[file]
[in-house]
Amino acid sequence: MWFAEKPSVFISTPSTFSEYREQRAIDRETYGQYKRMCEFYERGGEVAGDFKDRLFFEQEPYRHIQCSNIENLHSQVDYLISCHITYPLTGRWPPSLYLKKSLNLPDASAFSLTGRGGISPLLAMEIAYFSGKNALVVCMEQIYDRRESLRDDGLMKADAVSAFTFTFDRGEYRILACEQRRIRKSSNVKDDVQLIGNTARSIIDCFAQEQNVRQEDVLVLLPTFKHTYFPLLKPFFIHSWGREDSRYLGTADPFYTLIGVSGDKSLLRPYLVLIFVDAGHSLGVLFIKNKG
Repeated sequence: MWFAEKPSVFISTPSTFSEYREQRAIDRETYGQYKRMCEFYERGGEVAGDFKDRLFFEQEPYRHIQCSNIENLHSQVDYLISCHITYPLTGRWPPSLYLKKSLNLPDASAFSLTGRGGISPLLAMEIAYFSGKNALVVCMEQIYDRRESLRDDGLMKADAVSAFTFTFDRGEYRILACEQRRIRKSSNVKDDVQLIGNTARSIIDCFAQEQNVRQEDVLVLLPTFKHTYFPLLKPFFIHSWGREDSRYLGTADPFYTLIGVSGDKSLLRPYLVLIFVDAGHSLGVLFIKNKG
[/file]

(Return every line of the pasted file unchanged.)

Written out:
[in-house]
Amino acid sequence: MWFAEKPSVFISTPSTFSEYREQRAIDRETYGQYKRMCEFYERGGEVAGDFKDRLFFEQEPYRHIQCSNIENLHSQVDYLISCHITYPLTGRWPPSLYLKKSLNLPDASAFSLTGRGGISPLLAMEIAYFSGKNALVVCMEQIYDRRESLRDDGLMKADAVSAFTFTFDRGEYRILACEQRRIRKSSNVKDDVQLIGNTARSIIDCFAQEQNVRQEDVLVLLPTFKHTYFPLLKPFFIHSWGREDSRYLGTADPFYTLIGVSGDKSLLRPYLVLIFVDAGHSLGVLFIKNKG
Repeated sequence: MWFAEKPSVFISTPSTFSEYREQRAIDRETYGQYKRMCEFYERGGEVAGDFKDRLFFEQEPYRHIQCSNIENLHSQVDYLISCHITYPLTGRWPPSLYLKKSLNLPDASAFSLTGRGGISPLLAMEIAYFSGKNALVVCMEQIYDRRESLRDDGLMKADAVSAFTFTFDRGEYRILACEQRRIRKSSNVKDDVQLIGNTARSIIDCFAQEQNVRQEDVLVLLPTFKHTYFPLLKPFFIHSWGREDSRYLGTADPFYTLIGVSGDKSLLRPYLVLIFVDAGHSLGVLFIKNKG